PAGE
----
The Charges of Retaliation and Obstruction
The law aims to provide victims of crimes with justice as swiftly as possible, but the fact is that any number of things can slow down the process. One such impediment that the law actively attempts to thwart is people who purposely intervene with and slow down the legal process, which is why the charges of both retaliation and obstruction are on the books. Texas is committed to its legal system and is motivated to actively penalize anyone whose intention is to disrupt the legal process.
Retaliation and Obstruction
Although retaliation and obstruction are separate charges, they both contain the same three qualifiers, which include:
The accused is alleged to have intentionally or knowingly harmed or threatened to harm – in an unlawful manner – someone else.
The unlawful harm in question was intended to prevent a specific action on the part of the victim or to retaliate after the victim has taken a particular action.
The specific action in question involves reporting a crime, the work of a public servant, or the testimony of a potential witness.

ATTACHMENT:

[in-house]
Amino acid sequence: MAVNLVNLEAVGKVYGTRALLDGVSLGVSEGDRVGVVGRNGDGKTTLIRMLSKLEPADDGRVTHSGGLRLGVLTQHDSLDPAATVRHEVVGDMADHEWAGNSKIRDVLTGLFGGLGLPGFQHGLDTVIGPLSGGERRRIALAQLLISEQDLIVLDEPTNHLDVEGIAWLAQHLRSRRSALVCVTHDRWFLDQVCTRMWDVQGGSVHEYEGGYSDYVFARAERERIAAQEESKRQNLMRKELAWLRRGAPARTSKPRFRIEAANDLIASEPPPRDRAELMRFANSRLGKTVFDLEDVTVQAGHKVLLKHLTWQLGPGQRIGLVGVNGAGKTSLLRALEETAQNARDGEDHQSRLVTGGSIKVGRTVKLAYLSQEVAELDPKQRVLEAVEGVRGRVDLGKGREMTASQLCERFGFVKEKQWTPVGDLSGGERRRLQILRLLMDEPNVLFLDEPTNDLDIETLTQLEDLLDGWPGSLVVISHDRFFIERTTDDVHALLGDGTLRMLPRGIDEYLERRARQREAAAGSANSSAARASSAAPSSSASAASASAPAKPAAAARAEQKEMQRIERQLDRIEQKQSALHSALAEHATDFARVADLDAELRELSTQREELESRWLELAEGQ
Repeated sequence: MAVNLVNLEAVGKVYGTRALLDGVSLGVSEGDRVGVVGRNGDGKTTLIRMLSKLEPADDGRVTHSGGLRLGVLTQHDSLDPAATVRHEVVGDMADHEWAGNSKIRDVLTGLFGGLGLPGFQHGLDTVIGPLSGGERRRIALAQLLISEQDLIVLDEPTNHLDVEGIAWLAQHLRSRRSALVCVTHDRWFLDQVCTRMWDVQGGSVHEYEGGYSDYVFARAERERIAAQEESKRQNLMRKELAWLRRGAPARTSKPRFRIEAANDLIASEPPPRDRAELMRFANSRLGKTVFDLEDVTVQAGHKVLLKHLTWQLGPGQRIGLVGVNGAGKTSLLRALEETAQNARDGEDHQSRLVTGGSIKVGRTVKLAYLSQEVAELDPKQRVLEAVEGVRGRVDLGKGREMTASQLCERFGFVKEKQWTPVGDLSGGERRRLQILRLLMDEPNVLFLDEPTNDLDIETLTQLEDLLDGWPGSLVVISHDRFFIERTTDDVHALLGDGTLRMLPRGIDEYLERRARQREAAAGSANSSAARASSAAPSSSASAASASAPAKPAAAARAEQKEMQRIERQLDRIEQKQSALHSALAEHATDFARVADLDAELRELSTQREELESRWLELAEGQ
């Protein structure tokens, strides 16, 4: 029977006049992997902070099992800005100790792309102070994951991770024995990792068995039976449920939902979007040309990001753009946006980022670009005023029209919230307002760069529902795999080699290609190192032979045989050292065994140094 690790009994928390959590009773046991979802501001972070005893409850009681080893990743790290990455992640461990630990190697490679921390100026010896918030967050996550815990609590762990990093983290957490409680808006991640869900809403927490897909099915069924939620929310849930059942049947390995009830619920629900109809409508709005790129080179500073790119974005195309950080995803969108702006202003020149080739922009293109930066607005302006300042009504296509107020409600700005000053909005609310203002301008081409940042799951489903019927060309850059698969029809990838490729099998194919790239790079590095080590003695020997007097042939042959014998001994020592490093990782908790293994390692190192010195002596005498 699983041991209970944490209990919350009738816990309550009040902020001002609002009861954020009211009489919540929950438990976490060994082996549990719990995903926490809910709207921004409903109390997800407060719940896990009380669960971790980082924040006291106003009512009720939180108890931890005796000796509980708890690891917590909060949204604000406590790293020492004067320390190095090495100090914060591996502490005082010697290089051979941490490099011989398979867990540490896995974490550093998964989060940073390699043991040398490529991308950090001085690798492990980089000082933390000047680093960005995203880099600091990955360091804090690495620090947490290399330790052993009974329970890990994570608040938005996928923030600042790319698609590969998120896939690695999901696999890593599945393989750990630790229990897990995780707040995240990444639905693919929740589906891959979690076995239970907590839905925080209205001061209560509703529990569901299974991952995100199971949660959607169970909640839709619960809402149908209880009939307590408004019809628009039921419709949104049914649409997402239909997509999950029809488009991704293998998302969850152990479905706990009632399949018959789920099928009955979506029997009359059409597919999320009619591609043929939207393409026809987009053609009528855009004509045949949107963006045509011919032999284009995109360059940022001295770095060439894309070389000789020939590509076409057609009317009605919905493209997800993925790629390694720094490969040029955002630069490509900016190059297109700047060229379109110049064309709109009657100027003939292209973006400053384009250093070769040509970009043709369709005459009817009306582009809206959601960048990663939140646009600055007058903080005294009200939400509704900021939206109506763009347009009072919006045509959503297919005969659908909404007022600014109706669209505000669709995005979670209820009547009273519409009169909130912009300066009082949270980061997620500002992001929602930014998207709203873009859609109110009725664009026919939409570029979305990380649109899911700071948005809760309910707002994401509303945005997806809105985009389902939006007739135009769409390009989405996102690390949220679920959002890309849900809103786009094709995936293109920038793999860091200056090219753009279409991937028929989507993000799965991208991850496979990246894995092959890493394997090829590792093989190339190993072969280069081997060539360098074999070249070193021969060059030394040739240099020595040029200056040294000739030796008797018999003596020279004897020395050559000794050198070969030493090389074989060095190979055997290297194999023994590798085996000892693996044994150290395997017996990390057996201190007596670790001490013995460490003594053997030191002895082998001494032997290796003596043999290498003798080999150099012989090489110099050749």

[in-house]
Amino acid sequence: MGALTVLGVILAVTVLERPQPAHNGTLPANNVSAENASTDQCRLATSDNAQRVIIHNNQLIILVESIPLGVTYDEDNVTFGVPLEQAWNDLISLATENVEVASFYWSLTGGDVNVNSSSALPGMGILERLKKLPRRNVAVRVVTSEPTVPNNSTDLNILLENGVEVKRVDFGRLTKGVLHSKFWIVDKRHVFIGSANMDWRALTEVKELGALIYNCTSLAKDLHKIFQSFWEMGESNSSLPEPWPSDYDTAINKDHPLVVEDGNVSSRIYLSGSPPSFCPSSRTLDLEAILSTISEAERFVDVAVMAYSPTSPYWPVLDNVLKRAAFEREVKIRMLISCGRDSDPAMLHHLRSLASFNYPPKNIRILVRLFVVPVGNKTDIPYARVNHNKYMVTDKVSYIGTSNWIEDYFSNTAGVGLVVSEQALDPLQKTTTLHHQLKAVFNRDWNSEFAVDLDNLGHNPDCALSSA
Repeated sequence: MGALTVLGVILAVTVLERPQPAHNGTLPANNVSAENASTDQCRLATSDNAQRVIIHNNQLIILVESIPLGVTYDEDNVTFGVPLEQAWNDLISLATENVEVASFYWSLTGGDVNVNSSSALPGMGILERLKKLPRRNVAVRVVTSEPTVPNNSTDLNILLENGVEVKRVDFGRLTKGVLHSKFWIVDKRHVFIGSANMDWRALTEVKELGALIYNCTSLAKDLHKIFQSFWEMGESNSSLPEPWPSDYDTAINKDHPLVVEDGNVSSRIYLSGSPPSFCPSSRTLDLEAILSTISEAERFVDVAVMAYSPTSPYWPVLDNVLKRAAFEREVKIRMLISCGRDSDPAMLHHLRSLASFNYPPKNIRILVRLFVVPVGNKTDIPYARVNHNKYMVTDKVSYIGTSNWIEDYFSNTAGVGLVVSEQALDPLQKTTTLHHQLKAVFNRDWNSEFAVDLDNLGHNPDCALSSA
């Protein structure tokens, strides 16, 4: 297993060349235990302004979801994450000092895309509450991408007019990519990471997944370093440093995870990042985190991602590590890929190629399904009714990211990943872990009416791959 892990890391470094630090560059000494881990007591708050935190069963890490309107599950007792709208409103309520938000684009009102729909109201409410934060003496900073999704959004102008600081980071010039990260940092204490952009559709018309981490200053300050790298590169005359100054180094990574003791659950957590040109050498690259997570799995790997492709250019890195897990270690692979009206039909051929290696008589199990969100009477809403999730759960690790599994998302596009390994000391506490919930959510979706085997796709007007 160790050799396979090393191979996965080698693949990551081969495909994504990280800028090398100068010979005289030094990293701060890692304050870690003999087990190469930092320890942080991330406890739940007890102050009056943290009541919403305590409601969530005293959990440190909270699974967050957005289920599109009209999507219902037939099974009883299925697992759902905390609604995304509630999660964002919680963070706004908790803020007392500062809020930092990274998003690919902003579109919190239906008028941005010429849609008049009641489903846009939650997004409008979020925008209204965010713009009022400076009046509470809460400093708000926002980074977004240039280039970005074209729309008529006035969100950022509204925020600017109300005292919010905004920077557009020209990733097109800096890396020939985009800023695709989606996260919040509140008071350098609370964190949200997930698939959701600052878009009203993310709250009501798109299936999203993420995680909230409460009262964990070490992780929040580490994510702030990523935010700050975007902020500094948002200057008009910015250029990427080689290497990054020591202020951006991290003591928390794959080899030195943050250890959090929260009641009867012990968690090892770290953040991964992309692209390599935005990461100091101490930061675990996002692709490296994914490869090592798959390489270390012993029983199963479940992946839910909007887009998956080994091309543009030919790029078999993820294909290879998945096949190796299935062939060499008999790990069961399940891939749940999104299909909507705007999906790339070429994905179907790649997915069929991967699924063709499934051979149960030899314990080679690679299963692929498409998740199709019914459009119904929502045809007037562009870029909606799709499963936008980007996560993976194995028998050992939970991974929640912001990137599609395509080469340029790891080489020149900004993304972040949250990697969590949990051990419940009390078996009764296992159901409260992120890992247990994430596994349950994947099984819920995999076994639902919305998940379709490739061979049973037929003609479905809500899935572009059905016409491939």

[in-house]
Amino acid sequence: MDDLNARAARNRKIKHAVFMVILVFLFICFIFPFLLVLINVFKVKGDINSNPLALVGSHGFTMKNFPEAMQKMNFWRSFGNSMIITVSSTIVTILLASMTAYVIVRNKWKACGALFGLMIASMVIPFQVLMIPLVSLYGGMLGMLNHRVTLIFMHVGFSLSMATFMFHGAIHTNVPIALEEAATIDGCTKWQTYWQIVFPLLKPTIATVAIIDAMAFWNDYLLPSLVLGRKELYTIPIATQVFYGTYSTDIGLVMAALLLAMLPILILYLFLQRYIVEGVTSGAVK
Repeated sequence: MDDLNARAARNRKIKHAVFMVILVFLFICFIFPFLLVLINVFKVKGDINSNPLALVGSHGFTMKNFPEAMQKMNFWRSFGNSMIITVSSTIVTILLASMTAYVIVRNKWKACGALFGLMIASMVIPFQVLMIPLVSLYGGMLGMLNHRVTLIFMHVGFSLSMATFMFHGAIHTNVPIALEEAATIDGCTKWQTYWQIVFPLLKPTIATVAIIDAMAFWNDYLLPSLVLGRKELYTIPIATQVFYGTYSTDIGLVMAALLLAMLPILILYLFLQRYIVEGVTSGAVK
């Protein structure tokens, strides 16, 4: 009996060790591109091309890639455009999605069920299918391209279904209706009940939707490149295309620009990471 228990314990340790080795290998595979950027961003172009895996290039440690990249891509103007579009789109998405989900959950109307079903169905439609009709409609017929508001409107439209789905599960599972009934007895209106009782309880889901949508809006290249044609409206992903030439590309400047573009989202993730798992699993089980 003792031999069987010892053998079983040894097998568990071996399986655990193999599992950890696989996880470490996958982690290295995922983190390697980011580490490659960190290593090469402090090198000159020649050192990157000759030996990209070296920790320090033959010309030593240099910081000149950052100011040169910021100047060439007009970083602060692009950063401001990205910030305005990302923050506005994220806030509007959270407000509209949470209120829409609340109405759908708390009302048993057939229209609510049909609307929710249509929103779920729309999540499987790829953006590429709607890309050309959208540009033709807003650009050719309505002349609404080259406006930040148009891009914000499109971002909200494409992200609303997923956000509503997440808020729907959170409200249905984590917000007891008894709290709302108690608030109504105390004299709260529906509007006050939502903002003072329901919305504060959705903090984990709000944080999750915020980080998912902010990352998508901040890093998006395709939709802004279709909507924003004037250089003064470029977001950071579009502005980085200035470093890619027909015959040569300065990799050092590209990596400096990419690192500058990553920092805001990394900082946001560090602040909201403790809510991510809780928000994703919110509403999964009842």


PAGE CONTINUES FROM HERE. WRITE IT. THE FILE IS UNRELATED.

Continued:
At their core, the charges of retaliation and obstruction are to punish anyone who interrupts or attempts to interrupt the court's processes or the work of other public servants. Still, there is even more to it than this.
The charge of obstruction specifically refers to an act that delays or prevents someone else from performing a task as a public servant, as a witness, as an informant, or as a person reporting a crime. However, this charge only applies if the accused is alleged to have harmed or threatened to harm the person whose action was obstructed. The harm in question doesn't need to be physical harm, but it must be unlawful harm, such as damage to one's property or finances, slander, unlawful firing, and the like.
While the crime of obstruction occurs before something happens, retaliation is the crime of harming or threatening to harm someone after taking a specific action, such as providing testimony, reporting a crime, or performing a task as a public servant.
The latest addition to the obstruction and retaliation lineup is known as doxing, sometimes referred to as doxxing. This term refers to the act of publicly posting someone else's personal information, such as the person's private address or personal phone number, as a means of harming that person for their role as a public servant. Such acts are illegal, and the State of Texas takes these maneuvers seriously.